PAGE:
Who are the godfathers of contemporary terrorist groups? Why is poverty assumed to be a root of terrorism?
The terrorist is never a terrorist in his own eyes. Todays´ terrorism is directed mainly at civilians. What are the human rights for victims of terrorism? Why can not the United Nations prevent genocide and terrorism?
Walter Laqueur, the world renowned German-Jewish historian, who left his native Breslau for Palestine on the day before Kristallnacht 1938, is one of the inspirations for Watching the Moon at Night. He is also an important participant in the film which explores the many faces of contemporary terrorism, its frequent connections to anti-Semitism, and its roots in the history of 20th century political violence.

Philosopher André Glucksmann, Historian Robert Wistrich, Lawyer Anthony Julius, Memorial President Sergei Kovalev, Writer and Dissident Vladimir Bukovsky, Chechen lawyer Lidia Yusopova, Anthropologist Joanna Tokarska-Bakir, Journalist Kostek Gebert, Dr Zudi Jasser with Syrian background, Iranian Philosopher Ramin Jahanbegloo, Ambassador for Combating Anti-Semitism Hannah Rosenthal and Psychologist Henry Abramovitch, are some of the participating experts.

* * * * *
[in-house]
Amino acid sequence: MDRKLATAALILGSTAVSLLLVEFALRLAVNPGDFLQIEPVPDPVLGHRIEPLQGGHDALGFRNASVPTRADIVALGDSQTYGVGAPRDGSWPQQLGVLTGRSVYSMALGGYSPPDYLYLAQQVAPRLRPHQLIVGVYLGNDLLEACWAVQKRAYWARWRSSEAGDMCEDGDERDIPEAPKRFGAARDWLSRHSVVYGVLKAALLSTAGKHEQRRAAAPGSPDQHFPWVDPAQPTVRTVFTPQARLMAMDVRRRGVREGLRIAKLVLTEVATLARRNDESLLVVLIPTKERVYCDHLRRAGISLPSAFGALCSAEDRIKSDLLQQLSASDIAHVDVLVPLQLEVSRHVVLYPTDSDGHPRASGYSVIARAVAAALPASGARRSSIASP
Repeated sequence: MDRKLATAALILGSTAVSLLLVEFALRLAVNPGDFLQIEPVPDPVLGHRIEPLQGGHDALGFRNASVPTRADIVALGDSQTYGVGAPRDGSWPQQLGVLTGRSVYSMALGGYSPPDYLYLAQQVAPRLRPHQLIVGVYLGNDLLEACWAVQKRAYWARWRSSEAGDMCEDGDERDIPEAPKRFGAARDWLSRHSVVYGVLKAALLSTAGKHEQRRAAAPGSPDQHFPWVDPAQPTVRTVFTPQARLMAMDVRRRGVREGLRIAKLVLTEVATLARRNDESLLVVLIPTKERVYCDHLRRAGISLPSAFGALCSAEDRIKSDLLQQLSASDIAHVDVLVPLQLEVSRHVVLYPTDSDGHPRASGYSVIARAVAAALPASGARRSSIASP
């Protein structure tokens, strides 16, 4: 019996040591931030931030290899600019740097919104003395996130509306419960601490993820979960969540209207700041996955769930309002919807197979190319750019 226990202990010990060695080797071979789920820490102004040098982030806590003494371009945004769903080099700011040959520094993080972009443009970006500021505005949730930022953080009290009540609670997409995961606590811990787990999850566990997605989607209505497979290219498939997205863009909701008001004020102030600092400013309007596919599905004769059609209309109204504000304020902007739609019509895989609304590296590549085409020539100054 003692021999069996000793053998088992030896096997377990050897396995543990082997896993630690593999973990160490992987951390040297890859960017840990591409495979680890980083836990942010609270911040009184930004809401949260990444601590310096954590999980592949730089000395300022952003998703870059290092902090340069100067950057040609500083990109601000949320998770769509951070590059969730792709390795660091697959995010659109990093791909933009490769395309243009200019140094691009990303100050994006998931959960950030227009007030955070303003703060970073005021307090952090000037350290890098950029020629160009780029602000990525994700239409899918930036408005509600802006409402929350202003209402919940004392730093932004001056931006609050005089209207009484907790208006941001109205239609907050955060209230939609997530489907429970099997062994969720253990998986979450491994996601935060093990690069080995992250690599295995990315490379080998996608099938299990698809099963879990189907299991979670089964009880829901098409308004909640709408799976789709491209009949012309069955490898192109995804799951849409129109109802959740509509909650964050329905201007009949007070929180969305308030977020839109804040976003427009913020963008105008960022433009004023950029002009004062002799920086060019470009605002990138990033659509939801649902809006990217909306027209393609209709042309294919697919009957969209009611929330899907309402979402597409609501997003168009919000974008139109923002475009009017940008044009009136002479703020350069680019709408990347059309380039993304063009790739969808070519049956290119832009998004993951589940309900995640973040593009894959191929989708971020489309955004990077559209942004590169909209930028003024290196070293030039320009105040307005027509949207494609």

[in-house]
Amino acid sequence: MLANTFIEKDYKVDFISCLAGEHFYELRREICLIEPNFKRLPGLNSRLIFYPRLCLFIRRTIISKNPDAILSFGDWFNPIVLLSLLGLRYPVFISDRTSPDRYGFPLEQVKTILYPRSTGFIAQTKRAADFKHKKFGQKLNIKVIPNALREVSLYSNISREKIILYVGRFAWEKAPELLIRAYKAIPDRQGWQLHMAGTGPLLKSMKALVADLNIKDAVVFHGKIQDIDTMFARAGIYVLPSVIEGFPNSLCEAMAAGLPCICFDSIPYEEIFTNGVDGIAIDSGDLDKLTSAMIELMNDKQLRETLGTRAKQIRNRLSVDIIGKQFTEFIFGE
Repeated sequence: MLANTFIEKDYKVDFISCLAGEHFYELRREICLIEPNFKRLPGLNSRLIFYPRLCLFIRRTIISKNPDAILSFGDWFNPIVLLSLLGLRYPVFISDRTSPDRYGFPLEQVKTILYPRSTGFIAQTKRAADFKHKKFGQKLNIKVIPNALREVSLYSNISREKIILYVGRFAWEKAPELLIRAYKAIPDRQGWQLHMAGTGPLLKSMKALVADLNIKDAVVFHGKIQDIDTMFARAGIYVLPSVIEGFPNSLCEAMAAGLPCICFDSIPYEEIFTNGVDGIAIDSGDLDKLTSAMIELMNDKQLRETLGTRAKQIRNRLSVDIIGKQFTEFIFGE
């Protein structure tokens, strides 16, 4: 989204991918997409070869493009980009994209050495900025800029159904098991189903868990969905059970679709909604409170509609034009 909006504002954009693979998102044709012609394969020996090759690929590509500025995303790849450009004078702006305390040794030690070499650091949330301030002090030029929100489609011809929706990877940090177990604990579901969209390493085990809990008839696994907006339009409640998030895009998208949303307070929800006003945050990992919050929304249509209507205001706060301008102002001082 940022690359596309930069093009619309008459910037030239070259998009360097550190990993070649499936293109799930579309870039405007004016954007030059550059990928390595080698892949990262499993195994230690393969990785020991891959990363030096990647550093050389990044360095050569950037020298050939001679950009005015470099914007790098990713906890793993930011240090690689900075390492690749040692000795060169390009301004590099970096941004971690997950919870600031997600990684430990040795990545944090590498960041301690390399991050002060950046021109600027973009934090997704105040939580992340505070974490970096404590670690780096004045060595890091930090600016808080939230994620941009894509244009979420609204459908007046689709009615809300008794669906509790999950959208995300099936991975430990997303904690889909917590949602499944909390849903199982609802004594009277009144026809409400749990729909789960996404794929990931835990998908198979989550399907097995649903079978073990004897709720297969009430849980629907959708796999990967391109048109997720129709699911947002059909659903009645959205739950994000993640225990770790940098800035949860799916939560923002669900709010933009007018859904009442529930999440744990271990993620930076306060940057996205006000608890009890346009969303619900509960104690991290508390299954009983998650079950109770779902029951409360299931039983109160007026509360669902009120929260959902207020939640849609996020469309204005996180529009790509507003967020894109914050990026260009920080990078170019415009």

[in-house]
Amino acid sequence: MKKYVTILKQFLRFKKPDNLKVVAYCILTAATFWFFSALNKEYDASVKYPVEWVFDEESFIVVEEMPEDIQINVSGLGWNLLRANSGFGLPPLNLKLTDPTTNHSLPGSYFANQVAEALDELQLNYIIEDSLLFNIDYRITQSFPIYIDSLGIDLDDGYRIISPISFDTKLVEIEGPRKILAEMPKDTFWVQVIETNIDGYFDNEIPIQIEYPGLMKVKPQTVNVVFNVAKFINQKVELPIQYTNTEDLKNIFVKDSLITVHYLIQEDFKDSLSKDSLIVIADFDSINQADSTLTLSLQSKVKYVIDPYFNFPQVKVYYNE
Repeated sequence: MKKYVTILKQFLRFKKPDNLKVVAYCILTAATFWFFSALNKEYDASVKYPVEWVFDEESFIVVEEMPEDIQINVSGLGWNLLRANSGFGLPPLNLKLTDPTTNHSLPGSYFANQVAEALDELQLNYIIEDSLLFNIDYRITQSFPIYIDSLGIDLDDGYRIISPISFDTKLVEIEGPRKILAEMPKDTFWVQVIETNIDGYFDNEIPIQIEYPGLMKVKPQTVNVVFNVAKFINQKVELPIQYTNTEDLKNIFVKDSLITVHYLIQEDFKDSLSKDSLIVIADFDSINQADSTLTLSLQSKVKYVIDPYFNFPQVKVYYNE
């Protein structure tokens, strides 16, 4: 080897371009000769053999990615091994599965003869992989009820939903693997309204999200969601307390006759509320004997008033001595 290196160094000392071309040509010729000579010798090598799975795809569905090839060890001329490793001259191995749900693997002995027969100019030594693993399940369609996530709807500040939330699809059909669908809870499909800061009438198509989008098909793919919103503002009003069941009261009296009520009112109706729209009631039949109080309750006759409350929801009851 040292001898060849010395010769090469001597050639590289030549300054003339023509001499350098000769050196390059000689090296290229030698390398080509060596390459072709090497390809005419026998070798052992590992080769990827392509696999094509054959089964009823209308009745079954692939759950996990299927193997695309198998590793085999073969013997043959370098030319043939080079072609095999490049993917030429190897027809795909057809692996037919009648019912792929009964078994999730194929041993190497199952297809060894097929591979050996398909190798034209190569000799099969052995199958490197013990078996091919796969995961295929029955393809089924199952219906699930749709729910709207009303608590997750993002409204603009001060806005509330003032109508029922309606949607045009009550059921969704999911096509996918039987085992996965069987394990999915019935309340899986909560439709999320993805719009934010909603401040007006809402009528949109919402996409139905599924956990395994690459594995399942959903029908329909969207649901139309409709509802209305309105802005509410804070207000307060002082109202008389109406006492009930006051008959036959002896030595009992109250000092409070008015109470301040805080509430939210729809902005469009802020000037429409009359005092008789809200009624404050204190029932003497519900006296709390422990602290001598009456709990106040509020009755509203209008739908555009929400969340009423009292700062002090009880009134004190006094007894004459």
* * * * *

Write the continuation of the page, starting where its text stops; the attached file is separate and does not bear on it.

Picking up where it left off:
The late Nobel Prize Winner, Wisława Szymborska, contributed her own poems to the film, and reads them in her ingenious way. These are carefully woven into an intricate and dramatic narrative, sensitively mixed with music by the award-winning composers, Zygmunt Konieczny from Cracow, Ruth Fazal from Toronto, Matti Bye from Stockholm and the orchestra Gipzy.cz from Prague.

From Jerusalem to Algeria, from Spain to Moscow and New York, Watching the Moon at Night gives a voice to the victims of terrorist attacks in recent years. With great courage, these men and women reflect on their personal stories while analyzing the political circumstances that claimed the lives of their loved ones. Cherifa from Algeria, Arnold from Jerusalem, Clara from Columbia, Teresa from Spain, Juliette from New York and Michael from Northern Ireland, are but some of those who comprise this strong voice.

Seen for the first time on screen, Dan Alon, an Israeli survivor from the attack on the Munich Olympic Games in 1972, reflects on his experience and its ongoing effect on his life.

The camerawork of award-winning cinematographers Wojciech Staron (Silver Bear for Outstanding Artistic Achievement in the Category Camera, Berlinale 2011) and Radek Ladczuk, gives the visual material of Watching the Moon at Night both poetic and dramatic power.